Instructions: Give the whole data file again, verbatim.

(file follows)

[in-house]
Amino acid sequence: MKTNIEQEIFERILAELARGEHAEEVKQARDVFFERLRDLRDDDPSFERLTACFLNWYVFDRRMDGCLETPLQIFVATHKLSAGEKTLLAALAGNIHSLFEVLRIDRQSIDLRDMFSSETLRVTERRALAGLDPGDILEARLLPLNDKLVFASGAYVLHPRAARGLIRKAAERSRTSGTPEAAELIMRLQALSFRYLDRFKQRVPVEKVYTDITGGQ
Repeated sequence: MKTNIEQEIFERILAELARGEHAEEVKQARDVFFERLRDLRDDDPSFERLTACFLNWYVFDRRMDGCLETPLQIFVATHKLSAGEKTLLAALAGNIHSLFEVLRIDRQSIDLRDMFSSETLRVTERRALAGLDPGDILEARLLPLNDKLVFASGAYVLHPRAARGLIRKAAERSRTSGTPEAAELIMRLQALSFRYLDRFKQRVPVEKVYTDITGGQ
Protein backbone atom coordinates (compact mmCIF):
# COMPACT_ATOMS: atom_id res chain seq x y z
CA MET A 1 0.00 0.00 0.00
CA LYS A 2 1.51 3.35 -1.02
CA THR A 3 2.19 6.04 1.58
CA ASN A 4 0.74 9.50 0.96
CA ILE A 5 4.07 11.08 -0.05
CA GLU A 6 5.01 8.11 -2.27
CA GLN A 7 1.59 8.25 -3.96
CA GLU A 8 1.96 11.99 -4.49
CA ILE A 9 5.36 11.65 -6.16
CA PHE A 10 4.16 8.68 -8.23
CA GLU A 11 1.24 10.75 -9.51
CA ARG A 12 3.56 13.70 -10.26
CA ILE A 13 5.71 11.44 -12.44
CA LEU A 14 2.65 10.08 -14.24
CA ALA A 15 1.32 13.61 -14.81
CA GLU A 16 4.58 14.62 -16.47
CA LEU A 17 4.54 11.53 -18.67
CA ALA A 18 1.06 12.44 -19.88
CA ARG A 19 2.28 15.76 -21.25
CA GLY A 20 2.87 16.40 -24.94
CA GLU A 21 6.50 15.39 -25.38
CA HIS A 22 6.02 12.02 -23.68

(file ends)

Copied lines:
[in-house]
Amino acid sequence: MKTNIEQEIFERILAELARGEHAEEVKQARDVFFERLRDLRDDDPSFERLTACFLNWYVFDRRMDGCLETPLQIFVATHKLSAGEKTLLAALAGNIHSLFEVLRIDRQSIDLRDMFSSETLRVTERRALAGLDPGDILEARLLPLNDKLVFASGAYVLHPRAARGLIRKAAERSRTSGTPEAAELIMRLQALSFRYLDRFKQRVPVEKVYTDITGGQ
Repeated sequence: MKTNIEQEIFERILAELARGEHAEEVKQARDVFFERLRDLRDDDPSFERLTACFLNWYVFDRRMDGCLETPLQIFVATHKLSAGEKTLLAALAGNIHSLFEVLRIDRQSIDLRDMFSSETLRVTERRALAGLDPGDILEARLLPLNDKLVFASGAYVLHPRAARGLIRKAAERSRTSGTPEAAELIMRLQALSFRYLDRFKQRVPVEKVYTDITGGQ
Protein backbone atom coordinates (compact mmCIF):
# COMPACT_ATOMS: atom_id res chain seq x y z
CA MET A 1 0.00 0.00 0.00
CA LYS A 2 1.51 3.35 -1.02
CA THR A 3 2.19 6.04 1.58
CA ASN A 4 0.74 9.50 0.96
CA ILE A 5 4.07 11.08 -0.05
CA GLU A 6 5.01 8.11 -2.27
CA GLN A 7 1.59 8.25 -3.96
CA GLU A 8 1.96 11.99 -4.49
CA ILE A 9 5.36 11.65 -6.16
CA PHE A 10 4.16 8.68 -8.23
CA GLU A 11 1.24 10.75 -9.51
CA ARG A 12 3.56 13.70 -10.26
CA ILE A 13 5.71 11.44 -12.44
CA LEU A 14 2.65 10.08 -14.24
CA ALA A 15 1.32 13.61 -14.81
CA GLU A 16 4.58 14.62 -16.47
CA LEU A 17 4.54 11.53 -18.67
CA ALA A 18 1.06 12.44 -19.88
CA ARG A 19 2.28 15.76 -21.25
CA GLY A 20 2.87 16.40 -24.94
CA GLU A 21 6.50 15.39 -25.38
CA HIS A 22 6.02 12.02 -23.68